The face of identity theft has changed dramatically, evolving with the technology and economic landscape surrounding it. Understanding your exposure and staying informed of the trends and methods that thieves use to steal from you is the first step in a strong defense against identity theft.
Step 1: Know how you’re exposed
Simple, everyday activities can expose you to risk. Opening accounts, applying for a loan, bank card transactions, mailing checks, filling out medical forms, or even just speaking with a customer service representative over the phone can expose you to the risk of identity theft.
Step 2: Be proactive
Always be protective of your personal information and avoid providing it whenever you can. You’ll want to maintain software updates and use VPN and firewalls for cybersecurity and properly file or dispose of any physical documents that you no longer need. While online accounts are one place where you may be exposed, electronic records and transactions are often much safer than physical ones.
Step 3: Recognize when you’re being targeted
Imposter scams often involve someone asking you for help, claiming you owe money, or telling you that you’ve won money. These scams generally rely on a sense of urgency that funds must be sent immediately—if something sounds too good to be true, it probably is. Always refer to the official website for businesses or a number you know to be legitimate for any person you know.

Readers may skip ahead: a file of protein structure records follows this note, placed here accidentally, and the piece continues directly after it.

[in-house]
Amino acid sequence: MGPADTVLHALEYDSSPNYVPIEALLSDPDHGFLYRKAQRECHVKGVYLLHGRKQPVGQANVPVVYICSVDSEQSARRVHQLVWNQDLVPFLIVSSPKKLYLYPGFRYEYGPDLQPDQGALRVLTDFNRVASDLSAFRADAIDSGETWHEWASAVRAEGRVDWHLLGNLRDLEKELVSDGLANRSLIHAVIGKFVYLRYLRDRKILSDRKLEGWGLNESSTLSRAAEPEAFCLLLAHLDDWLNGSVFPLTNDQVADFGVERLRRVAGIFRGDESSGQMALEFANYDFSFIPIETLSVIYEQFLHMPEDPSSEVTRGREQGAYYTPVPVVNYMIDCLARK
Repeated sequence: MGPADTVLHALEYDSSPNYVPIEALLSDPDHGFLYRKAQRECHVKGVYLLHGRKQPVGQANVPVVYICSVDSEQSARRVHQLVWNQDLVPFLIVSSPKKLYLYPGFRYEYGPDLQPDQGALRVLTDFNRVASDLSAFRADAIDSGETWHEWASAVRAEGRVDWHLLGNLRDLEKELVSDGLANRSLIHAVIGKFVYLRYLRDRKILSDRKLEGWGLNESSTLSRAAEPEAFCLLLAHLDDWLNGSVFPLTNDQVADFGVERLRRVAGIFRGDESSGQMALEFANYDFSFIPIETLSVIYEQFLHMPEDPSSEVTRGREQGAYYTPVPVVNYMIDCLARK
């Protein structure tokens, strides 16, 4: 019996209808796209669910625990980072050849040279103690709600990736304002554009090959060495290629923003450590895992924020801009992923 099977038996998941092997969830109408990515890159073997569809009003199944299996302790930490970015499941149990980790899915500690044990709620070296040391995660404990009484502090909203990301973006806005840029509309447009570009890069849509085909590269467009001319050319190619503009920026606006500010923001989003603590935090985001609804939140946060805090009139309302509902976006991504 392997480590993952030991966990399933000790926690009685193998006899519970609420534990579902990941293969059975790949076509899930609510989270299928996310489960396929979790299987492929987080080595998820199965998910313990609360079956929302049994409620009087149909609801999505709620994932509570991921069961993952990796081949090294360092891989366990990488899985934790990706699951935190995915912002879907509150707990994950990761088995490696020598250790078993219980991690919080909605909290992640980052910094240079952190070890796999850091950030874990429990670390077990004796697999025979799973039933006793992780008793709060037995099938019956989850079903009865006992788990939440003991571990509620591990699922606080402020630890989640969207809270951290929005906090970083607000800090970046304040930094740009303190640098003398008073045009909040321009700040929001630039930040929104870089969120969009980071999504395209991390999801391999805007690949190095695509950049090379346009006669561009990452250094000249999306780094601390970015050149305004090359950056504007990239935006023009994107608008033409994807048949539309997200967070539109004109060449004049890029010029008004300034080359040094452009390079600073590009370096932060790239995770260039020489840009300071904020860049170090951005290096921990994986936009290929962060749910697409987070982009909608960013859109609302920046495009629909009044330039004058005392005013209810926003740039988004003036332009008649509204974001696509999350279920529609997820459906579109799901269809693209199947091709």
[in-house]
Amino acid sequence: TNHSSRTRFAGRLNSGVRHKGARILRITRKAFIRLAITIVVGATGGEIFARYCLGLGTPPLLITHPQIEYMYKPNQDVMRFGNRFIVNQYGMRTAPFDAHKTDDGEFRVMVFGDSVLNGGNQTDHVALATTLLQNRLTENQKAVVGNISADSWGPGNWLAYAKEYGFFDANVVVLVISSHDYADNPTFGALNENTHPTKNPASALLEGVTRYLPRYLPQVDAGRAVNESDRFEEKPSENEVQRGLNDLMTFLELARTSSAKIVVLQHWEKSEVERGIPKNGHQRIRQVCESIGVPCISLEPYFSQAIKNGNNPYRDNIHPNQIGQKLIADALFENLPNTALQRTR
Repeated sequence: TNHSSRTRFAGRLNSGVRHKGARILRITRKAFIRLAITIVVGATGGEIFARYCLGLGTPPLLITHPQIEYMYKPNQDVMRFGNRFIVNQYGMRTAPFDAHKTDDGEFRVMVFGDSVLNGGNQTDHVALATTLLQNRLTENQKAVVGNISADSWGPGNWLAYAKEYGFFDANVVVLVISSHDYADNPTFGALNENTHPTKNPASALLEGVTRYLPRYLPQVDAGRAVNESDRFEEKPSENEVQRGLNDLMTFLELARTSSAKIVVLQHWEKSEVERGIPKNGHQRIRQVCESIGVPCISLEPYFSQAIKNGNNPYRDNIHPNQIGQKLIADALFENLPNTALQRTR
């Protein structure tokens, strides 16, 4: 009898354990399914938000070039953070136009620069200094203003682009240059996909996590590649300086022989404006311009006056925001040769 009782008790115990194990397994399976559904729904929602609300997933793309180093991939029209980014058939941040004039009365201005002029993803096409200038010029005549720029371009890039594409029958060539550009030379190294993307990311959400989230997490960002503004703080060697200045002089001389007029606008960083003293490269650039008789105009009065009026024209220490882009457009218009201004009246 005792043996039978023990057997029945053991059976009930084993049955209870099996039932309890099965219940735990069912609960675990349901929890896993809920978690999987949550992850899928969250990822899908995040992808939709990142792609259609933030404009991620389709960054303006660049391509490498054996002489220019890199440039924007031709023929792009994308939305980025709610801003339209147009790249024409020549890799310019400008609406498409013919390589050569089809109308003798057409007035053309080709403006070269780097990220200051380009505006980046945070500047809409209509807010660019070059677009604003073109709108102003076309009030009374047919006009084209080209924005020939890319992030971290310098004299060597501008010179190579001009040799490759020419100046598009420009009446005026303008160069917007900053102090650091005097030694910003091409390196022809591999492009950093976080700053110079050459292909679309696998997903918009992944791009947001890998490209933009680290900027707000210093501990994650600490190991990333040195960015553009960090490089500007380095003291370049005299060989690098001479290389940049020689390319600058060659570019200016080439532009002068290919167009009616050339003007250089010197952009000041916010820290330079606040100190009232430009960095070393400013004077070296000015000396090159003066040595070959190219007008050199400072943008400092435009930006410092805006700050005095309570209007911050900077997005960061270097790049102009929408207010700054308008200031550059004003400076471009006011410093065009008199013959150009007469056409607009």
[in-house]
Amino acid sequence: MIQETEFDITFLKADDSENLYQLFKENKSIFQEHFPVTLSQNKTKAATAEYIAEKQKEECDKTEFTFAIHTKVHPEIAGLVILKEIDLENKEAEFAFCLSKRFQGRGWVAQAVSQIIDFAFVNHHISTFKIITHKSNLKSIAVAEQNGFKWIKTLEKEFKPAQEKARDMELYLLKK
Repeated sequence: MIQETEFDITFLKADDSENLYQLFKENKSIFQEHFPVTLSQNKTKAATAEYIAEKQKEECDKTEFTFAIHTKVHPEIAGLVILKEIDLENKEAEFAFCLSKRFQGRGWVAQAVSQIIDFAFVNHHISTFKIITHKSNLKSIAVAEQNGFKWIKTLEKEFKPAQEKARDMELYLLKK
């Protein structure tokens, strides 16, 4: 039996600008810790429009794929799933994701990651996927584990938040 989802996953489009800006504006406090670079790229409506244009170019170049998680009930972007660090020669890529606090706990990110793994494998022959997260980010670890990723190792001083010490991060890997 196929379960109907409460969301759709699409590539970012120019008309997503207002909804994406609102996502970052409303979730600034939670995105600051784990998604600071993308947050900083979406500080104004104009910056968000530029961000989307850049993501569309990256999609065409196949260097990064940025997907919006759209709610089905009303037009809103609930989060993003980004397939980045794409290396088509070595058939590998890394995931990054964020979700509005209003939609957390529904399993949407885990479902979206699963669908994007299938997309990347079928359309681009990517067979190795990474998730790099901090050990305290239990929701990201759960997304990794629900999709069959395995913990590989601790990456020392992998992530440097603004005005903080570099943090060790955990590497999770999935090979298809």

Step 4: Report any fraud attempts
Mark emails as spam so that your email provider can filter them more effectively in the future. Report IRS scams and spam emails to TIGTA’s IRS Impersonation Scam Reporting treasury.gov/tigta or call 800-366-4484. You can also report them to the Federal Trade Commission’s FT Complaint Assistant on FTC.gov. If you’re a victim of fraud, report the incident to all three major credit bureaus, place a hold on your credit, contact each of your creditors’ fraud department, contact your bank or financial institution, and report the incident to law enforcement.
Risk is a part of the world in which we live. We may not be able to avoid it entirely, but if you stay informed and work with professionals that understand the current landscape, you can remain a step ahead. Our professionals are happy to help you implement any of the measures discussed here. Feel free to contact our office today and we can work to keep your identity and your financial future secure.
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This document is for educational purposes only and should not be construed as legal or tax advice. One should consult a legal or tax professional regarding their own personal situation. Any comments regarding safe and secure investments and guaranteed income streams refer only to fixed insurance products offered by an insurance company. They do not refer in any way to securities or investment advisory products Insurance policy applications are vetted through an underwriting process set forth by the issuing insurance company. Some applications may not be accepted based upon adverse underwriting results. Death benefit payouts are based upon the claims paying ability of the issuing insurance company. The firm providing this document is not affiliated with the Social Security Administration or any other government entity.
Adapted from: https://www.gobankingrates.com/money/financial-planning/start-2021-off-right-january-financial-checklist